In addressing the passion that erupted early in Friday's session attended by superstars LeBron James, Dwyane Wade, Carmelo Anthony and others, Stern acknowledged a "heated exchange" with Wade. Without addressing the specifics of how Wade took exception to Stern's pointing and lecturing, Stern said, "I feel passionately about the system that we have and what it has delivered and what it should continue to deliver for the players and the owners. And he feels passionately, too. And I think that if anyone should step up on that, it’s my job, on behalf of the owners, to make the points that need to be made."

The stars were mostly absent Saturday, with LeBron, Wade and Melo heading to North Carolina to play in committee member Chris Paul's charity game. Among the players joining Fisher and committee members Evans, Roger Mason, Theo Ratliff and Matt Bonner on Saturday were Paul Pierce, Baron Davis, Arron Afflalo and Ben Gordon. The owners' committee was the same as it was Friday -- i.e. no Mark Cuban or Wyc Grousbeck -- with James Dolan leaving early to join the NHL's Rangers on an overseas trip.

Silver singled out Pierce in particular for being vocal in the bargaining sessions, and joked, "You have have heard Dwyane Wade had a few things to say in the meeting. ... The owners certainly heard the passion from the players and right back at them from the owners."

So what happens next? In a perfect world, the small groups of top negotiators are able to tailor the issues discussed the past two days into the framework of a system each side can agree to. Then, as Hunter said, it has to be "linked up again" with the split of revenues. To get all owners on the same page, the sharing of that revenue has to be addressed, too. In the absence of significant progress by Tuesday, the league will have to cancel another week or the remainder of the preseason schedule. Regular season games wouldn't be far behind.

But if a deal is going to get done to avoid all that, this is the only way to do it: divide the mountain of problems up and tackle each one separately. The stakes only get bigger, and the positions more entrenched after the next five days. The mountain gets bigger.

"The window is now to get a deal," one front office executive said. 

And if not now? Brace yourselves.


Posted on: September 30, 2011 8:56 pm
Edited on: October 1, 2011 12:31 pm
 

Star power stirs up NBA talks

NEW YORK -- Flanked by some of the biggest stars in the game, players' association president Derek Fisher stood in a ballroom at a Park Avenue hotel Friday and declared that the willingness to reach a new collective bargaining agreement is there on both sides.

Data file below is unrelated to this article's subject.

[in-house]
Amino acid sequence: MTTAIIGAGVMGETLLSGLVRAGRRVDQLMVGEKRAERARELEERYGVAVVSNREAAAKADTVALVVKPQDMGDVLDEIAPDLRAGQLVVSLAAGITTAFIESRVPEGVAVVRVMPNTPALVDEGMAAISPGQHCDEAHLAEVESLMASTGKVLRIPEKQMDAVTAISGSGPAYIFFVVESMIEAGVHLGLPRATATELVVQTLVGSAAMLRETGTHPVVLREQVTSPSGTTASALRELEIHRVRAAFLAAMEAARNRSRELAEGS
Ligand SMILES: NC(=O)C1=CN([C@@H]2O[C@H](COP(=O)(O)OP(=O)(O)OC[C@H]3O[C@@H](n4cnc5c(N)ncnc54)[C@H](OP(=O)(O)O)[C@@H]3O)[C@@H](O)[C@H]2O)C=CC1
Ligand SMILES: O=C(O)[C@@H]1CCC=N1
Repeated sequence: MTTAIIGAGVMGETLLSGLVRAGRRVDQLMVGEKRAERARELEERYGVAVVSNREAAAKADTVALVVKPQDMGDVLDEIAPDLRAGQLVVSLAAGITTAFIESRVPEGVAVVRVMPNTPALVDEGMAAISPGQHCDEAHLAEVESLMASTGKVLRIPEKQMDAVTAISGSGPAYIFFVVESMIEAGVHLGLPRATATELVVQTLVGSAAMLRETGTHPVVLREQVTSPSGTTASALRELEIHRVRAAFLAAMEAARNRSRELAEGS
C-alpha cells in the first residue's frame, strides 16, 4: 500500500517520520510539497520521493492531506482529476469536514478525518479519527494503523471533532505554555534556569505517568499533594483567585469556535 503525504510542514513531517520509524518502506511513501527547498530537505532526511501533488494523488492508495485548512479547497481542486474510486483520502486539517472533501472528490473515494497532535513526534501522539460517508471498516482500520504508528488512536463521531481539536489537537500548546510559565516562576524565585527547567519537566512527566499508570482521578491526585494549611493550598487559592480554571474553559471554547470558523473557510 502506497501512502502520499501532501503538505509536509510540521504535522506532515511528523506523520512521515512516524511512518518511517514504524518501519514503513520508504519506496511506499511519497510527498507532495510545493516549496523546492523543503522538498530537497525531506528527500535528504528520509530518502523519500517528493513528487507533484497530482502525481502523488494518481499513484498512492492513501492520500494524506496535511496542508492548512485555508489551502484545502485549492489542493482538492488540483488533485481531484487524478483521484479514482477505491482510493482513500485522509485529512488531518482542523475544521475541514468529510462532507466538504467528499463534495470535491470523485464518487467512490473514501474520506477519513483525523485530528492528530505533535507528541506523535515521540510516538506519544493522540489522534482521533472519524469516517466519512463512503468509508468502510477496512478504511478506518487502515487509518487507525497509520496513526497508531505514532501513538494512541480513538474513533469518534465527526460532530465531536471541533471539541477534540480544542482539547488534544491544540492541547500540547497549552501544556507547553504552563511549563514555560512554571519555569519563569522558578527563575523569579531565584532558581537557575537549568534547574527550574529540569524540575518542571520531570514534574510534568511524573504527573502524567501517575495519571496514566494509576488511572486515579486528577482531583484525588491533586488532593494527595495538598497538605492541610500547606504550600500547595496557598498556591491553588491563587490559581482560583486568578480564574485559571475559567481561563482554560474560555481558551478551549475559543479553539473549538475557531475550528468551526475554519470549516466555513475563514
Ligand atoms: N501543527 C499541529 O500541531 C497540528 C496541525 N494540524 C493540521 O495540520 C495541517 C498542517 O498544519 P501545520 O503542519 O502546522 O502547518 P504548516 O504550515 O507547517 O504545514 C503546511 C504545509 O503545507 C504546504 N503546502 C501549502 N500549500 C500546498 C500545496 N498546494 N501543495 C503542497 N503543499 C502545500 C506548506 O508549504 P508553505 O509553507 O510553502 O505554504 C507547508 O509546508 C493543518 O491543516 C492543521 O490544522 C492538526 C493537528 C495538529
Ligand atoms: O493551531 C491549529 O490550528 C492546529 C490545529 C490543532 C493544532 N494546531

Next will have to come the movement, the tipping point that pushes the negotiations to the point of compromise. And that point did not come Friday, when stars like LeBron James, Dwyane Wade, Carmelo Anthony, Paul Pierce and Ray Allen got to see for themselves what the owners are asking of them as they seek a system that gives all 30 teams an opportunity to compete and be profitable.

After some initial ugliness -- a person familiar with what happened in the negotiating room told CBSSports.com that some players were initially infuriated by how little the owners' stance has changed -- the bargaining session took on a tone of cooperation that signaled to some players that a deal was within reach.

UPDATE: But not before it appeared that Friday's bargaining session would be short-lived, and that there wouldn't be any more talking this weekend.

According to a person familiar with the negotiations, the owners and players met initially at about 2 p.m. ET and broke up to discuss the situation privately among themselves. The players, furious at seeing first hand the owners' offer of 46 percent of basketball-related income (BRI) -- down from their previous level of 57 percent -- were unanimous about what to do.

"Let's go," one of the players said, according to a source. "There's no reason to go back in there."

The players decided to return to the bargaining room with a much smaller group. Among those joining Fisher for the second session were James, Wade, Anthony, Kevin Durant, Baron Davis and committee member Chris Paul. None of the players joining Fisher sat down during this portion of the talks, a person with knowledge of the meetings said.

It was at this point that Wade took exception to commissioner David Stern's tone and gesturing -- the commissioner evidently was pointing his finger while speaking to the players -- and "stood up for himself," a person with knowledge of the meeting said. According to two people familiar with the incident, Wade warned Stern not to point his finger and made reference to not being a child.

Several versions of the quote were reported. According to a witness, Wade's tone was not threatening. But the upshot was clear: This was a potentially galvanizing moment for the players, who finally got the kind of star participation -- and leadership -- that they've lacked at key moments in these talks. In Wade, the players have found their Michael Jordan circa 1999, when the Bulls star famously told the late Wizards owner Abe Pollin to sell his team if he couldn't afford to run it.

After the confrontation, union chief Billy Hunter and Stern met privately, seeking a way to calm nerves and preserve the rest of the negotiations. Hunter, according to the person with knowledge of the talks, convinced the players to go back in -- selling them on the idea that the negotiating process had to be respected and telling them that the two sides would switch from the split of basketball-related income (BRI) to system issues.

It was after session that began at 6 p.m. and ran for about an hour that the two sides agreed to return to the bargaining table Saturday. The takeaway for the players, sources said, was the definite impression that the owners want to have a season.